Ubaldo Jimenez Triples the Pain

Gregory Shamus

Ubaldo Jimenez will be making his third appearance of the spring this afternoon. Last time he went out there, something familiar happened.

Ubaldo Jimenez will be making his third appearance of the spring this afternoon, facing some part of the defending World Champion San Francisco Giants. He's scheduled to put four innings in, but there are no certainties when it comes to Ubaldo. In his second start of the spring (last Saturday) he was scheduled to pitch three frames. He got through the first two without allowing any runs, but the wheels fell off the wagon in the 3rd inning. Five runs scored without him recording a single out. It's too early to get worked up, but the way that hit parade began caught my eye, because it seemed somehow familiar.

For those who don't remember, the inning began with Jimenez giving up a triple to San Diego's Logan Forsythe. I'm not acquainted with that particular Padre, so I knew that wasn't what struck me about the play. What could it have been? ...Then it dawned on me, it was the sight (and by "sight," I mean "MLB.com update") of Jimenez giving up a triple. Why would that seem familiar? Because Jimenez tied for the American League lead by allowing seven triples last season and no pitcher in baseball has given up more of them than Jimenez over the last five seasons (31).

That Jimenez gave up a lot of triples while pitching in Colorado is no surprise, since Coors has always been a haven for three-baggers. The Rockies have allowed 437 triples there since the stadium opened in 1995 (24.28 per season), far more than any team. The Rockies have also hit fare more triples while at home than any other team, so it's not just a matter of them having had awful pitching the whole time. The thing is, since coming to Cleveland, Jimenez has INCREASED the rate at which he's giving up triples. Jimenez allowed one triple for every 156.2 batters faced while with the Rockies. Since becoming an Indian, he's allowed one triple for every 91.3 batters faced.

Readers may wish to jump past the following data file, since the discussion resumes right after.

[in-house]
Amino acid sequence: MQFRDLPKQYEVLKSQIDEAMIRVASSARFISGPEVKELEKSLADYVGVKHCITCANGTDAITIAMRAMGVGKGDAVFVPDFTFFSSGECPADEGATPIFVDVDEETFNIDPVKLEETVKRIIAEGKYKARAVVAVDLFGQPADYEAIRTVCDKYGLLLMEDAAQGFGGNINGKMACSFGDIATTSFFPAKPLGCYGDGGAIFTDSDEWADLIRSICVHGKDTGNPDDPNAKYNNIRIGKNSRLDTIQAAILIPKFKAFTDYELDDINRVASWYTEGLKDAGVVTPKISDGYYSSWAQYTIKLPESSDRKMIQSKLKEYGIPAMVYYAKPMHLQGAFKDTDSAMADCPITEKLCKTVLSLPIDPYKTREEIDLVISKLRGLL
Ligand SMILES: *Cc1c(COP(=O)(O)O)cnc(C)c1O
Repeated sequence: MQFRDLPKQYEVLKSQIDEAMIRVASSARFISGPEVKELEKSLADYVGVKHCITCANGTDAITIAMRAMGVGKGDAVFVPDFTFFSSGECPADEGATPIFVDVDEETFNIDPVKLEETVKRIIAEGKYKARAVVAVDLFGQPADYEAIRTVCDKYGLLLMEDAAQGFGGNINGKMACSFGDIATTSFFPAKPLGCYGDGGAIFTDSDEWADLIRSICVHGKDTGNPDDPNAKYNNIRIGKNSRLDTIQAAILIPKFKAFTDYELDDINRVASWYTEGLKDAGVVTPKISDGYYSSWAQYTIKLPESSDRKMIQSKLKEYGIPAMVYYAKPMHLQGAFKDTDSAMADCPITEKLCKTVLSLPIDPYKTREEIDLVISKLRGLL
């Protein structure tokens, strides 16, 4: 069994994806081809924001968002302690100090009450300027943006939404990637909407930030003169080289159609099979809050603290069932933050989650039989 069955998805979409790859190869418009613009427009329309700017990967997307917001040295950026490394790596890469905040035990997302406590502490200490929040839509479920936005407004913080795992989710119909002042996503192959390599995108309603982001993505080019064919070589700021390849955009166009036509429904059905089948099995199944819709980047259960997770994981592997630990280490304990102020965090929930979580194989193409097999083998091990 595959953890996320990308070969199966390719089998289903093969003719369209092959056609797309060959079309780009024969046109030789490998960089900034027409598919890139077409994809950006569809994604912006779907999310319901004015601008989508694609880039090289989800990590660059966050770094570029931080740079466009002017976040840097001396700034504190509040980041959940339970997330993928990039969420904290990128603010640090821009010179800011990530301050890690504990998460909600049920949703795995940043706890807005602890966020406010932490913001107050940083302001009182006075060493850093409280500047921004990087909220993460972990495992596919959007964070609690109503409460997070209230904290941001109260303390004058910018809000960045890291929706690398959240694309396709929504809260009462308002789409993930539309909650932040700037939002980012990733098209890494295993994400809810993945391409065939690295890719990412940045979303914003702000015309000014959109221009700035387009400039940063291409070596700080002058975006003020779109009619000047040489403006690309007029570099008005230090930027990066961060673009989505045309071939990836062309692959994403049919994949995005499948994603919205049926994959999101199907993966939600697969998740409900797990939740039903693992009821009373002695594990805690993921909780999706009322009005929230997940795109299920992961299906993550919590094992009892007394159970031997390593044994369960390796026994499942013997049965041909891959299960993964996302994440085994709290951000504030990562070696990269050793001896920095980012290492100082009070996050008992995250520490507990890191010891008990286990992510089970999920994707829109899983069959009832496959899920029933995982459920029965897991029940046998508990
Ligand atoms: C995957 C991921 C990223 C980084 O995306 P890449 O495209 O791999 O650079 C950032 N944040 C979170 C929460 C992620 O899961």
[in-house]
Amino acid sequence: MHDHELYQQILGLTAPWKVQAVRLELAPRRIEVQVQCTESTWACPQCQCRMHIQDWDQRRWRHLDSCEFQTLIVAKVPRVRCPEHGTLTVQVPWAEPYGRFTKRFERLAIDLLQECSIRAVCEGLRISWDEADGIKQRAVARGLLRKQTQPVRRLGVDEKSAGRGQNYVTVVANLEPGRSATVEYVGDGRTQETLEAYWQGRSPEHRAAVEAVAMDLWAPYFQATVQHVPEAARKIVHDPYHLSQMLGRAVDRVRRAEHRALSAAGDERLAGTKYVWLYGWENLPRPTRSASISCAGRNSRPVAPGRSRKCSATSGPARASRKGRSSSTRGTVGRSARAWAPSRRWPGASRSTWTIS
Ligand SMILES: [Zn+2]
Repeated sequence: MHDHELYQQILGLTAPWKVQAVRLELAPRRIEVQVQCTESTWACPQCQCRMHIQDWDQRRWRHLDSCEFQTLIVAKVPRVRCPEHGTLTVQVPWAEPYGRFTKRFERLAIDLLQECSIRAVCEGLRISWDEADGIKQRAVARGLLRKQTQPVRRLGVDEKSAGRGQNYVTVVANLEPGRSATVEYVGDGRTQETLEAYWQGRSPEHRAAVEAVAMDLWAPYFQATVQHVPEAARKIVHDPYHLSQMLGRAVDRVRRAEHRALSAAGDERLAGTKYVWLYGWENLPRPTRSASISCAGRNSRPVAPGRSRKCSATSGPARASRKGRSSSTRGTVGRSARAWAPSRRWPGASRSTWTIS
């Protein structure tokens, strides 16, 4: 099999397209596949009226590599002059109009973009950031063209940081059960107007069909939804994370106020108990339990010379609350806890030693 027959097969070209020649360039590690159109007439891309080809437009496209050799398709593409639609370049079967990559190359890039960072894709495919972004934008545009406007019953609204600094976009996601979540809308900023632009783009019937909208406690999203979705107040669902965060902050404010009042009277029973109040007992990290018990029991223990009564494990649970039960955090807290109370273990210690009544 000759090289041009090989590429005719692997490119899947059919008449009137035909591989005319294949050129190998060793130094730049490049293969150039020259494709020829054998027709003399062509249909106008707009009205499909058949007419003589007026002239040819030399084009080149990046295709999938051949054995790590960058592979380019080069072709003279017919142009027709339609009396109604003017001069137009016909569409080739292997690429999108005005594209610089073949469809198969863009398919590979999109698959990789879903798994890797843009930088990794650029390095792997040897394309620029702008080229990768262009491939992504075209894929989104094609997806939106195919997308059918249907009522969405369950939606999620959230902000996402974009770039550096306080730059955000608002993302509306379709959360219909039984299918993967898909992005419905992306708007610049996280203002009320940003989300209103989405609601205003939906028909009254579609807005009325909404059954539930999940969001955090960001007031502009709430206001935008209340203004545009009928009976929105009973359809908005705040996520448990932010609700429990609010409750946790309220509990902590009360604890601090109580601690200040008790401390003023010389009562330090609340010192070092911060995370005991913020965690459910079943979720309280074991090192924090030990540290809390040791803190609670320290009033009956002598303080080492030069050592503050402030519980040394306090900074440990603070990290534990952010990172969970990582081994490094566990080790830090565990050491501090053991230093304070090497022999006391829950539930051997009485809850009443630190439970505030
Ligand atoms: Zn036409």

Unlike Coors, Progressive Field has never been a strong park for triples. Since opening in 1994 (as Jacobs Field), there have been 196 triples given up by Tribe pitchers at home. That is the fifth-lowest total in MLB over those nineteen seasons. The Indians have also hit just 218 triples of their own at home over that time, tied as the fourth-lowest total. Point is, Cleveland has not been a good place to hit triples, and Jimenez has still managed to allow more triples than any pitcher in the American League since he joined the Tribe.

There are 164 active pitchers who've faced at least 2000 batters in their career (that works out to ~500 innings). Here are the ones who have given up triples the most frequently.

Highest triples-rate among active pitchers:

Rank

Pitcher

Batters Faced Per Triple

1

Jair Jurrjens

105.8

2

Luke Hochevar

107.6

3

Charlie Morton

125.6

4

Ricky Nolasco

132.0

5

Octavio Dotel

133.2

6

Guillermo Mota

133.5

7

Ubaldo Jimenez

133.9

8

Max Scherzer

135.9

9

Edwin Jackson

137.6

10

Josh Johnson

140.4

So, Jimenez is in the 96th percentile of all active pitchers (meaning he's given up triples at a higher rate than 96% of all those with 2000+ batters faced). If we shrink down the time frame to just the last two years and count only Jimenez's time with the Indians for his figure...

Highest triples-rate for 2011-2012:

Rank

Pitcher

Batters Faced Per Triple

1

Josh Tomlin

79.6

2

Ubaldo Jimenez

91.3

3

Luke Hochevar

96.2

4

Carl Pavano

122.3

5

Rick Nolasco

123.1

6

Max Scherzer

124.6

7

Anibal Sanchez

126.9

8

Edwin Jackson

170.0

9

Mat Latos

127.5

10

Barry Zito

128.0

A Josh Tomlin sighting! There's much here to be excited for Indians fans, as over the last two years the pitchers giving up the rarest of hits most frequently have both been doing it for Cleveland. Triples are nowhere near the level they were at in previous eras. I think that's fairly common knowledge.

Triples per team throughout baseball history:

Season

Triples Per Team

2012

30.9

2000

31.7

1990

33.3

1980

35.9

1970

38.6

1960

41.1

1950

49.6

1940

58.1

1930

80.2

1920

79.2

1916

71.3

(1916 is the first year for which there are complete box score records)

As you can see, there are dramatically fewer triples than their used to be. The drop has mostly flattened out over time, but there have been fewer than half as many triples of late as there were before World War II. Given that triples occur so much less frequently than they used to, we might expect that modern era arms won't stand up to their competition from the past, when it comes to giving up triples.

Highest triples-rate in Indians history (since 1916, minimum 1000 batters faced):

Rank

Pitcher

Batters Faced Per Triple

1

Ubaldo Jimenez

91.3

2

Josh Tomlin

94.3

3

Rick Sutcliffe

99.0

4

Brian Anderson

103.7

5

Rich Yett

113.6

6

Len Barker

116.9

7

Larry Sorensen

119.3

8

Jackie Brown

119.4

9

Don Hood

126.5

10

Mike Paul

128.4

Ubaldo!

Of all the pitchers in Indians history, no one has given up three bases at a time like Jimenez. I look forward to his continued his work as Cleveland's ultimate triple-threat.

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